In specific circumstances, the company’s investigation may potentially conflict with local anti-investigatory or “blocking” statutes or other local considerations that create criminal or other substantial local law risk. Key examples of these types of conflicts of law are as follows:

Anti-investigatory or ‘blocking’ statutes 

These statutes have been adopted with the specific intention to interfere with foreign (i.e., nonlocal) government investigations. For example, French Law No. 80-538 of 16 July 1980 generally prohibits the communication/transfer of documents or information that can lead to the establishment of evidence in a foreign judicial or other proceeding. Similarly, Article 271 of the Swiss Criminal Code generally prohibits the collection of evidence located in Switzerland intended for use in proceedings outside of Switzerland. These requirements could become relevant to the extent that the company collects data in any of these local territories and exchanges such information with the FBI or other law enforcement or regulatory authorities in its home jurisdiction.    

Bank secrecy and professional confidentiality

Local bank secrecy or other industry-specific confidentiality duties may apply to banking, health care, and other regulated data. For example, the Greece Banking Legislative Decree 1059/1971 generally prohibits local bank operations from sharing customer deposit account information with third parties and affiliated companies, including parent companies, and such restrictions cannot be waived by customer consent. Similarly, Section 47 of the Singapore Banking Act generally prohibits local bank operations from disclosing or transferring customer information to locations outside of Singapore.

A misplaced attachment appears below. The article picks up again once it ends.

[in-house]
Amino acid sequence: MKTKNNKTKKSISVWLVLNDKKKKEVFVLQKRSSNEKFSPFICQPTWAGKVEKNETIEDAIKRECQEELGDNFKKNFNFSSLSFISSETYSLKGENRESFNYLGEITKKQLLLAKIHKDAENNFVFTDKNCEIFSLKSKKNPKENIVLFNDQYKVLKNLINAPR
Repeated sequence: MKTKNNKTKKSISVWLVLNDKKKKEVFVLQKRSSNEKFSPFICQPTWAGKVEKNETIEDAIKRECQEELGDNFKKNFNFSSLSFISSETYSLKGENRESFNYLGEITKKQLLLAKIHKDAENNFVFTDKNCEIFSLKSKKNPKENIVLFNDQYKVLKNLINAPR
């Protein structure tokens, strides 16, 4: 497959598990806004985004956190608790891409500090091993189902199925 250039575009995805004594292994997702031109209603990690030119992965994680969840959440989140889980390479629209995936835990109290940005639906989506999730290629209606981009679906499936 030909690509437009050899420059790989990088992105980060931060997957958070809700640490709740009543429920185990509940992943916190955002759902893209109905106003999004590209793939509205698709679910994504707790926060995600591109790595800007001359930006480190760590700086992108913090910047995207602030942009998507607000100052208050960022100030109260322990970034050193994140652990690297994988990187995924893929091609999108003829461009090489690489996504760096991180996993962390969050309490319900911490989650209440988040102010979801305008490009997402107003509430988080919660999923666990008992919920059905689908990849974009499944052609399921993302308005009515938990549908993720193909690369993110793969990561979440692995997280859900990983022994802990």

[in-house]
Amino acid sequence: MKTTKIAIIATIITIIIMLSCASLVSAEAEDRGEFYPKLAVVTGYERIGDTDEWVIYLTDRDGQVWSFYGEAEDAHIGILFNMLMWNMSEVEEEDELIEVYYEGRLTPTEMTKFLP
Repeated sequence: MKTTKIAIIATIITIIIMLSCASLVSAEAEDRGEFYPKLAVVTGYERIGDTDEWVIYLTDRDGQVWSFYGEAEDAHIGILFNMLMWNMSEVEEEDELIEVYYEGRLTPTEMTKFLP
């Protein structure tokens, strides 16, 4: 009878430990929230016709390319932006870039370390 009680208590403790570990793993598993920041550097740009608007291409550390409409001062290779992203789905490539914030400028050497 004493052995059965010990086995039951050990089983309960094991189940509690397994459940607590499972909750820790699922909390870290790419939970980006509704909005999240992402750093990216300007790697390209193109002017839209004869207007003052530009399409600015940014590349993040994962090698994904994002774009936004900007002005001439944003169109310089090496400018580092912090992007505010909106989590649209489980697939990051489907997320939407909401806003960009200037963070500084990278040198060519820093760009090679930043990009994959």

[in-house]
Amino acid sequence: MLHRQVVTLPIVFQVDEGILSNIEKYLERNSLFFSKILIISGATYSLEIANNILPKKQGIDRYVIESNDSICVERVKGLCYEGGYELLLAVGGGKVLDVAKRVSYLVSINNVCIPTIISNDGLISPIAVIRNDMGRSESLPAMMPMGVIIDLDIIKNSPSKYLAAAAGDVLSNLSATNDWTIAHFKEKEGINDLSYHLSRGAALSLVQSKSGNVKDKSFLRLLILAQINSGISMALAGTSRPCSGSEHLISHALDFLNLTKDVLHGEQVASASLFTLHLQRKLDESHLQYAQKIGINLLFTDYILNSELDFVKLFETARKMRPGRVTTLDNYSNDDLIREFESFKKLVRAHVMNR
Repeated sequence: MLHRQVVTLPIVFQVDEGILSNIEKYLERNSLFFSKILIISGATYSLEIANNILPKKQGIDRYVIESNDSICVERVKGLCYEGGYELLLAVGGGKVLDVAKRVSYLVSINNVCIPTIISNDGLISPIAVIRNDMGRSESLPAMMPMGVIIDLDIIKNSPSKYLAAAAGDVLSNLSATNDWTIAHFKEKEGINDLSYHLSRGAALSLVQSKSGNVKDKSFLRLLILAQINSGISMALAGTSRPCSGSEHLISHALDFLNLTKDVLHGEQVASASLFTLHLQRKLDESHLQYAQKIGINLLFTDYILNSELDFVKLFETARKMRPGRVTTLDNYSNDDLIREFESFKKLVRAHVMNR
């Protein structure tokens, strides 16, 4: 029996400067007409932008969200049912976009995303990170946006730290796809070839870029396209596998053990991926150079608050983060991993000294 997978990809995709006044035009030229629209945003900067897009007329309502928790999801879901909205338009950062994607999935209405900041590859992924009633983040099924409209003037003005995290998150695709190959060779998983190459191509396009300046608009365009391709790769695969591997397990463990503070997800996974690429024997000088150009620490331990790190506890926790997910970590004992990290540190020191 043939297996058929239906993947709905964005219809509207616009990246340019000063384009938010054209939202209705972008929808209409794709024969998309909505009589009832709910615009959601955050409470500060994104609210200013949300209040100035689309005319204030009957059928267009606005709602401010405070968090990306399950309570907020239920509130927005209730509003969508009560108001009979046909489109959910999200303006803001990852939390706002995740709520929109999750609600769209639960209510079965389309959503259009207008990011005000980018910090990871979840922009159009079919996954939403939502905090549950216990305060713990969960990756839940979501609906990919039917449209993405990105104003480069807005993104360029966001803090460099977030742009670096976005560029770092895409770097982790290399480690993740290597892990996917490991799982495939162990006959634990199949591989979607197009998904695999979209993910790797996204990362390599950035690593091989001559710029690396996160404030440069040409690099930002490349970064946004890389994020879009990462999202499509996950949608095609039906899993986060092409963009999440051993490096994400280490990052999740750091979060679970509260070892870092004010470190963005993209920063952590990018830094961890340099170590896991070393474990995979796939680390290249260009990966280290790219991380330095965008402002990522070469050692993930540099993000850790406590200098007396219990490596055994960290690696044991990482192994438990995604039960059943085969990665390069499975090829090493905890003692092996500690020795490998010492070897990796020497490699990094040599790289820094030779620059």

‘State secrets’ and other restrictions

Other requirements may apply, depending on the jurisdiction at issue. For example, China has adopted the Law on Guarding State Secrets that may apply to the extent any data or documents relate to sensitive sectors or senior government officials. Regardless of any purported individual consent, the transfer of such data outside can give rise to potential criminal liability.       

To the extent that any particular investigation gives rise to these types of potential conflicts of law described above, they may present some acute challenges. Although, in most instances, a company may assess an overriding need to proceed with its investigation, the company may make certain strategic decisions, such as whether or how to perform certain portions of the investigation in the local jurisdiction where the data resides or how to engage with law enforcement in its home country in a manner that could help to reduce these local legal risks.


Given the complexities of the multijurisdictional legal environment, companies should conduct an assessment as part of their pre-incident planning process to identify potentially applicable requirements across all three categories of obligations as described. To the extent feasible, companies should also align their overall data compliance frameworks to help mitigate the risks associated with these varying requirements and incorporate some of the complexities posed by the legal requirements into their incident response plans and tabletop exercises. While no amount of planning can solve all of the problems, thoughtful planning can reduce some of the understandable concerns and otherwise mitigate the concerns of facing the lions, tigers and bears arising from global legal risks in a cybersecurity attack. 

*Article originally published by IAPP: Lions and tigers and bears, oh my! Global legal risks in cybersecurity investigations (*


Brian provides advice on global data privacy, data protection, cybersecurity, digital media, direct marketing information management, and other legal and regulatory issues. He is Chair of Baker McKenzie's Global Data Privacy and Security group.